Six years ago, Warsaw set out on a mission to install and replace sidewalks in the heart of town. And although over $1.6 million in federal funds is waiting to pay for the bulk of that project, no ground has been broken. 

Warsaw blames VDOT for the lack of progress. The agency is responsible for overseeing the Transportation Alternatives (TAP) grants that will provide the federal money. 

But instead of facilitating, VDOT has spent years creating an impasse by “flip-flopping” on whether or not it’ll allow the part of the plan that involves Dominion Energy, explained Warsaw Town Manager Joseph Quesenberry and Jerry Davis, executive director for the Northern Neck Planning District Commission.

VDOT claims that after years of requests Warsaw still has not provided the documentation required under the federal guidelines. 

It started with safety

Warsaw wants new sidewalks on both sides of Rt. 360 to create a better walking route from the RCC campus area to the western end of town. 

Quesenberry explained that over 20,000 vehicles a day travel that stretch and for pedestrians, it’s unsafe. The existing sidewalks are so narrow pedestrians must move over to avoid being hit, and there are utility poles in the center requiring people with wheelchairs or strollers to go off the sidewalk to get around them. 

“People have been struck. So, the safety of the citizens is what motivated this project,” he said.

“This unsafe situation was created by VDOT in the first place,” said Davis. When Rt. 360 was widened, someone decided to pour the sidewalks around the utility poles. Those are VDOT’s sidewalks and their right-of-way. But as we see with other projects, VDOT claims fixing this “is not in the budget” and that “eventually forced the town to deal with it.”

Warsaw wants to handle it using TAP grants, and was approved for one in 2014 and another in 2018. 

The root of the problem

TAP grants operate on a 80/20 payment share, making Warsaw responsible for 20 percent of the total project cost.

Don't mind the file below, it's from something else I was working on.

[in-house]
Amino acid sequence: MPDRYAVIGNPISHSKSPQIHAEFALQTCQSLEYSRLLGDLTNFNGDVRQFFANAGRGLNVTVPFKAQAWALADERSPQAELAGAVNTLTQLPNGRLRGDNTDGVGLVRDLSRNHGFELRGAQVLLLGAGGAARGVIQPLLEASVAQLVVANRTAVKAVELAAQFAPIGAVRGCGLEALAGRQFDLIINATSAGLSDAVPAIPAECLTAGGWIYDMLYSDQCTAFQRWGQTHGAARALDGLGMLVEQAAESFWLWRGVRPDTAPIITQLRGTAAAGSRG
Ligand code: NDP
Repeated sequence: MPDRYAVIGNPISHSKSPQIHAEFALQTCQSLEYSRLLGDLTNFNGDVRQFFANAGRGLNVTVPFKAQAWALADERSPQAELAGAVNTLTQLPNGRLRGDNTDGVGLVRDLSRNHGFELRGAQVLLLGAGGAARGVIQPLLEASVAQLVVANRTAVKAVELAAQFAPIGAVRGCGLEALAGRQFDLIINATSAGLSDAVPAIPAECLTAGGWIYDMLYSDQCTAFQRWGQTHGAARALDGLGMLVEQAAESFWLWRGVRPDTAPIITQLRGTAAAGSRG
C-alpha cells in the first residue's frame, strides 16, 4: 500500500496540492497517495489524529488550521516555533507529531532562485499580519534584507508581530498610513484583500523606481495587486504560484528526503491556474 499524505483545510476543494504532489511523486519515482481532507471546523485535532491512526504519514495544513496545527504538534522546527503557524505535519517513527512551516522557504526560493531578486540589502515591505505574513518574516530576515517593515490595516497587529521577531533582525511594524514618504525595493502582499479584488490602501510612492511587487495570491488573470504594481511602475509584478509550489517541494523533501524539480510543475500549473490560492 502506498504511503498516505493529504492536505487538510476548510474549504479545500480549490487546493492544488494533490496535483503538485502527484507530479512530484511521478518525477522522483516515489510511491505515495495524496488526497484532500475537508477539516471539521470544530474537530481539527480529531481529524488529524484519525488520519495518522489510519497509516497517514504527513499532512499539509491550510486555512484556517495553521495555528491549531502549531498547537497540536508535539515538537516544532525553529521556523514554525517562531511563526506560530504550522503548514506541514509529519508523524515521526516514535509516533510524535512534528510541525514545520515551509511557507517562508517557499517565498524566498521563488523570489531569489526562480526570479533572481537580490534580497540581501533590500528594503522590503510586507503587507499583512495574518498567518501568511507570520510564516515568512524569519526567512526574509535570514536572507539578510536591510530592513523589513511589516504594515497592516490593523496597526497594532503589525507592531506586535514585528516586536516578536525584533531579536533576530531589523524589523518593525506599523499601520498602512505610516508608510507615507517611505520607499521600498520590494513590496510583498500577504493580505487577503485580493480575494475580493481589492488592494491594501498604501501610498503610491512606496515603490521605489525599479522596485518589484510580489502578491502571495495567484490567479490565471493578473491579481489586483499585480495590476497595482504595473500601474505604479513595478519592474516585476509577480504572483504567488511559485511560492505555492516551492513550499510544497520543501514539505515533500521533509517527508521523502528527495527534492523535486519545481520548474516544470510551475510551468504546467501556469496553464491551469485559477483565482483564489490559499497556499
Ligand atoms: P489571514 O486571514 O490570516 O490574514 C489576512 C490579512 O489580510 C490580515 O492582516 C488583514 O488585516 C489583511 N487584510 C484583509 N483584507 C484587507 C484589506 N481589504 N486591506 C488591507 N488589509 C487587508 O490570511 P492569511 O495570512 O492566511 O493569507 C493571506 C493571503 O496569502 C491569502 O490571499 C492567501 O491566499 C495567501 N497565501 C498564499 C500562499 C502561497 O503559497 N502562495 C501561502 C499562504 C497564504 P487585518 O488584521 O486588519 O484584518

Both sides agree that in its initial TAP grant application Warsaw outlined plans to have Dominion Energy move the poles that are in the existing sidewalks. 

According to the town, Dominion agreed to do the work for free, saving Warsaw hundreds of thousands of taxpayer dollars. And Warsaw wants VDOT to greenlight that work as an in-kind donation, allowing the town to deduct the value of Dominion’s work from its 20 percent share.

VDOT said Dominion’s work can be allowable as an in-kind donation but before it can make a firm determination it needs documentation from Dominion containing specific details about the arrangement and the costs. That includes a breakdown outlining which portions of the work are “eligible project costs,” meaning they can count toward the town’s match, and which are not.

After VDOT reviews that information, it’ll pass its assessment to the Federal Highway Administration, which then has to agree.

“VDOT has consistently requested this donation acknowledgement in writing since 2015, but has yet to receive it,” said Kelly Hannon, communications manager for VDOT Fredericksburg District.

Additionally, VDOT needs documentation from Warsaw showing how it will cover the portion of its share remaining after Dominion’s in-kind donation. The town can do so either with town money or other in-kind donations.

The town hasn’t provided this documentation either, according to Hannon. And VDOT cannot waive any of the federal requirements for this program, she added.

Covering the costs

Warsaw has publicly discussed expectations that Dominion’s work, which is currently estimated at around $305,000, will cover nearly all of its 20% share. But neither VDOT nor the FHA has approved that estimate yet. 

Furthermore, according to VDOT, this is a $2.04 million project making Warsaw responsible for $409,259 and Hannon said Warsaw has stated the town doesn’t plan to use any local funds to cover their match.

Quesenberry disputes that. “Of course” the town is willing to invest. “We don’t expect everything for free. We know we have to pay something.”

“We know when we go through the right-of-way phase we’re going to have to buy some of that. But if they allow that [in-kind donation], and its $50,000 or $70,000 to get this done. I don’t see town council saying no. I think they’re absolutely going to go full steam ahead,” he said.

No documentation, no more work

Since the Warsaw staff member who applied for the original TAP grant is no longer working for the town, it’s unclear why little progress was made through 2018 or why VDOT wasn’t given the requested documentation.

But in 2018 Quesenberry was on board and worked on the second TAP application. 

That year, the also town contracted VDOT to perform right-of-way services for the project and acquire the necessary easements.

VDOT started this work but once again requested the required documentation. Finally, “in December 2018, VDOT stopped nearly all work to limit any further expense and to avoid obtaining easements from property owners without evidence that local funds were available to match federal funds,” said Hannon.